(MENAFN - Jordan Times) The year 2017 will be looked upon as setting a crucial milestone in the long and costly war against jihadists and in particular the self-proclaimed "caliphate" of Daesh. In the past few weeks there has been a number of celebratory events — all marking the defeat of this brutal cult. Iraqi Prime Minister Haidar Al-Abadi declared two weeks ago that Iraq had finally rid itself of the terrorist group, which at one point was close to taking over Baghdad. Likewise, the US administration also claimed that President Donald Trump had finally defeated "ISIS", the acronym used by Western media. And last week President Vladimir Putin announced, as he paid a surprises visit to a Russian base in northwest Syria, that he was ordering a troop withdrawal now that Russian forces had delivered a fatal blow to Daesh in that war-torn country.
But is it too early to sign the death certificate of one of the most enigmatic and radical takfiri groups in recent history? French President Emanuel Macron announced on Sunday that Daesh will be crushed in Syria by next February. Despite heavy losses in eastern Syria, where they were dislodged from key positions, remnants of the group are believed to have dispersed in the open desert of southern and eastern Syria. The same could be said about Iraq where experts believe fighters maybe regrouping in no-man's land, along the Syrian-Iraq borders, to wage an insurgency. Little is known about the fate of its top leaders including Abu Bakr Al Baghdadi.
But while the so-called "caliphate" no longer exists, the brand continues to linger. There are reports that hardline fighters fleeing Iraq and Syria maybe recuperating in Libya; a failing country with rival governments and many militias. Furthermore, Daesh remains active in Pakistan, Afghanistan, Somalia, Nigeria and northern Sinai. Even in Syria a small heavily armed faction, Jaish Khaled Ibn Al Walid, remains wedged in the Yarmouk River basin not far from Israeli and Jordanian borders.
In addition to all this you have Daesh sympathisers and sleeper cells in some European countries, where the threat of terrorist attacks remains a present danger. And while Daesh may have been defeated on the ground, it maintains its propaganda arm remains active online.
The military fight is only one component of the war on Islamist militancy. Even after more than four years since it emerged, little is known about the group's infrastructure and internal workings. To this date, Iraqis are searching for answers on how few militants were able to march into Iraq's second largest city of Mosul in 2014 and take control in a matter of hours. Moreover, there are plenty of unanswered questions regarding the fall of Raqqa in Syria and the role that foreign powers had played in enabling the rise of Daesh in such a short time.
But if 2017 is to become the year that witnessed the collapse of the group as a quasi-state with vast territorial control, 2018 should be the year that sees the beginning of the defeat of the dogma that continues to appeal to disenfranchised young men and women. This requires a major shift in strategy and approach. It also underlines the need to examine individual cases in order to pinpoint the common denominators that tie Al Shabaab in Somalia to Boko Haram in Nigeria and the group's proxy in Sinai to its affiliate in Afghanistan.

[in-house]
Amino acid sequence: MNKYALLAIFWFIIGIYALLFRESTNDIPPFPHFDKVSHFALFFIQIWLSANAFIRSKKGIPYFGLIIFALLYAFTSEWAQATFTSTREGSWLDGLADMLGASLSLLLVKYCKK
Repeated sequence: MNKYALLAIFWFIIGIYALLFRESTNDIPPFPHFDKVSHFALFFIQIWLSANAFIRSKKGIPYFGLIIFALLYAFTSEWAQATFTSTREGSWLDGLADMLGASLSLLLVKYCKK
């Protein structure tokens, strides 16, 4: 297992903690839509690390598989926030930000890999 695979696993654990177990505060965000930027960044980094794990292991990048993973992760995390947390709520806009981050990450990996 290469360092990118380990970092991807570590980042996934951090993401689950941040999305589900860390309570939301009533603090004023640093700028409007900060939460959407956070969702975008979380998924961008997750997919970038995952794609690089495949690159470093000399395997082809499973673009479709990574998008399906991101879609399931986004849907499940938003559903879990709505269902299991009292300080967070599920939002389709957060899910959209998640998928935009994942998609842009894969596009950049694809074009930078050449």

There are straightforward remedies, difficult as they may seem, that must be implemented to undercut the jihadists' access to fertile incubator environments. In Iraq and Syria that means an end to sectarian politics and the mustering of a political will to create a new society based on citizenship rights, democracy, civil institutions, separation of powers and an independent judiciary. In Europe it mandates a thorough look at the reasons why so many young second-generation Muslims feel marginalised and unable to integrate. Across the vast Muslim world it requires a dedicated and sustainable campaign to rid Islam of radical, antagonistic and isolationist dogma that allows the likes of Baghdadi to rally young and aggravated Muslim youth.
There is no doubt that the fight against self-proclaimed jihadists is not over year. There are genuine fears that a third wave of Islamist militancy may be in the works. A dangerous ingredient may have just been added by the irresponsible decision of President Trump to recognise Jerusalem as Israel's capital. The risk of turning the Arab-Israeli conflict into a religious war has never been greater. He may have handed religious extremists, on both sides of the divide, a lifeline. Al Qaeda and Daesh had rarely treated Palestine as a central cause, but that could be about to change as the issue of Islam's holy sites in Jerusalem continues to enrage Muslims all over as a result of the US move.
Osama Al Sharif is a journalist and political commentator based in Amman.